Thought Beneath Film is a five-piece alternative rock band based in Hamilton, Ontario. The band has recently released its debut EP, Detours, and is now touring Canada’s East Coast. Recently vocalist, lyricist, and guitarist Brent Wirth took the time to talk to Wanda Waterman about Carl Jung, feeding the muse, and managing writer’s block. Read Part I of this interview here.
A Testament to Pent-up Energy
Thought Beneath Film throws off energy vibes typical of the Ramones and OK Go. What is the source of this kind of hyperactive intensity?
?I can’t speak on behalf of all of my band members,? says Brent, ?but I know that Brian and I have a long history of playing in very mellow bands. don’t get me wrong?I love slow, droning songs from time to time?but I got really tired of playing music that wasn’t exciting to me. I think our songs? hyperactivity is a testament to all of that pent-up energy Brian and I had from over the years.?
The lyrics on the Detours album reflect a mind that loves to probe the psychology of motivations and relationships. Songs like ?If I Could Fix You? and ?False Skin? demonstrate a preoccupation with the inner workings of the human mind.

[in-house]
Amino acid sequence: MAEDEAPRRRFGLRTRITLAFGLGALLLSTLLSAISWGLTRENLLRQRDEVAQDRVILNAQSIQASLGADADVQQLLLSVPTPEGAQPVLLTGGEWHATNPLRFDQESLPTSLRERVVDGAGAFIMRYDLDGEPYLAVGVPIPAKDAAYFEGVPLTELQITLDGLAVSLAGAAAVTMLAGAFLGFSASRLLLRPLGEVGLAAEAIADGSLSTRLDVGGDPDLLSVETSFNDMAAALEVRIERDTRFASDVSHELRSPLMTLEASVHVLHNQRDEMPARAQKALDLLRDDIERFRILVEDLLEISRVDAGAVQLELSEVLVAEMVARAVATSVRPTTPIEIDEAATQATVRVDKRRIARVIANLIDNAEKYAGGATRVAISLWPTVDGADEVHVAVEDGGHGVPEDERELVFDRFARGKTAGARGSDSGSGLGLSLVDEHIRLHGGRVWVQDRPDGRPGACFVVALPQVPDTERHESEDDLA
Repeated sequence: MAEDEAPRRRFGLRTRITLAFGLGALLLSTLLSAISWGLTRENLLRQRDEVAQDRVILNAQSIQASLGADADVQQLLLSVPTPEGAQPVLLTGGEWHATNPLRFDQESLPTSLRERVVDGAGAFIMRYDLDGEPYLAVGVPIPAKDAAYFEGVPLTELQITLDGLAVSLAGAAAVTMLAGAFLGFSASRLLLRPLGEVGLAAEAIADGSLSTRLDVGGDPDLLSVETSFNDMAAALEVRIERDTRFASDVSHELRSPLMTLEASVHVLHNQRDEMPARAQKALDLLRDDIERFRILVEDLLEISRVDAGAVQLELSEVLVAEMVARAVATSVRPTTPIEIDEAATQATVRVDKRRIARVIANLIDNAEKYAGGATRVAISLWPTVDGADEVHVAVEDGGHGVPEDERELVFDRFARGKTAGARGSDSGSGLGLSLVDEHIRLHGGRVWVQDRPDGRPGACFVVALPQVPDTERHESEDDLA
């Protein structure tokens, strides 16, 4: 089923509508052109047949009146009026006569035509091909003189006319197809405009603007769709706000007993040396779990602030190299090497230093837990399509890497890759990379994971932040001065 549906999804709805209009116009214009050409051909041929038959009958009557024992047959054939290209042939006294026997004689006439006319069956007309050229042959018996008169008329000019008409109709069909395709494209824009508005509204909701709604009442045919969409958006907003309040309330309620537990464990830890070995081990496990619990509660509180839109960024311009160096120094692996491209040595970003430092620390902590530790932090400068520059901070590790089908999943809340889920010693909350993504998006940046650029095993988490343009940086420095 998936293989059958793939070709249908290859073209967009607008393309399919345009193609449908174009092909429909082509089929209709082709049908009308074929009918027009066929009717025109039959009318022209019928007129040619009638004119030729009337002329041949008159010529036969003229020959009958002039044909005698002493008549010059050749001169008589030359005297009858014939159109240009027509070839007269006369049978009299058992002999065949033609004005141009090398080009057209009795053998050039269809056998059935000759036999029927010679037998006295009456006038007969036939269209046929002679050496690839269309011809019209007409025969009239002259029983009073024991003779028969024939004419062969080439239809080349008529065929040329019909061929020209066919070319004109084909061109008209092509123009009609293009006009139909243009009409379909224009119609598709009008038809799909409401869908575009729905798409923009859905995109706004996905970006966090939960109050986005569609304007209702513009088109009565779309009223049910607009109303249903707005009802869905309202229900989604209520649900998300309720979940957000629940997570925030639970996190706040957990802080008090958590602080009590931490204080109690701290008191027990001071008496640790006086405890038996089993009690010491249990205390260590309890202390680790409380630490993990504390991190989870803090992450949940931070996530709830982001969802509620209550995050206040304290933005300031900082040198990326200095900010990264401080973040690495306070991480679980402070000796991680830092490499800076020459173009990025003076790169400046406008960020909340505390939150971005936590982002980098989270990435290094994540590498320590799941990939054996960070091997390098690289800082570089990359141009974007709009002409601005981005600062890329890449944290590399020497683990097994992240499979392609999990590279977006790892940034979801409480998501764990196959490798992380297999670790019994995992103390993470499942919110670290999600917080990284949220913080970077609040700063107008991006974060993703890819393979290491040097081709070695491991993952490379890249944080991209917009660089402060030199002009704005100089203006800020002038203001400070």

?I never formally studied psychology,? Brent admits, ?but I’m fascinated by the work of Carl Jung, particularly concepts like archetypes and the collective unconscious. I’m always left wondering how much of our artistic tastes and tendencies are inherent and predefined by our heritage.?
Up Against the Wall
Brent is currently suffering from major writer’s block, he says. ?It all comes down to inspiration, and inspiration tends to stem from direct life experiences. Recently I’ve been so caught up with working and preparing for the release of the album and our upcoming tour that I haven’t really been out ?living life,? so to speak. Once that happens again, I’m sure the creative itch will return.?
But no worries; the oeuvre continues to unfold. ?Thankfully, we have a huge catalogue of older material we’re working through to keep us busy,? he says.
Feeding the Muse
?A Portrait of the Artist as a Young Man by James Joyce continues to have a huge influence on my life since I first read it in high school. It deals with intellectual enlightenment and coming to terms with being an artist in an overly pragmatic society. It stimulated a great deal of introspection when I was younger, and has had a huge influence on my lyric writing ever since.?
Rationalizing Life Choices
?To some extent my views on religion and politics affect my creative output,? says Brent, ?but I never centre my lyrics on them.
?With that said, my sociological views are always at the forefront of my lyric writing. Being in my mid-20s, I’m at a point where most of my friends are making radical life changes. It has inevitably forced me to question my own life path. This ongoing struggle to rationalize my decision to pursue art and music has served as the basis for most of my lyrics recently.?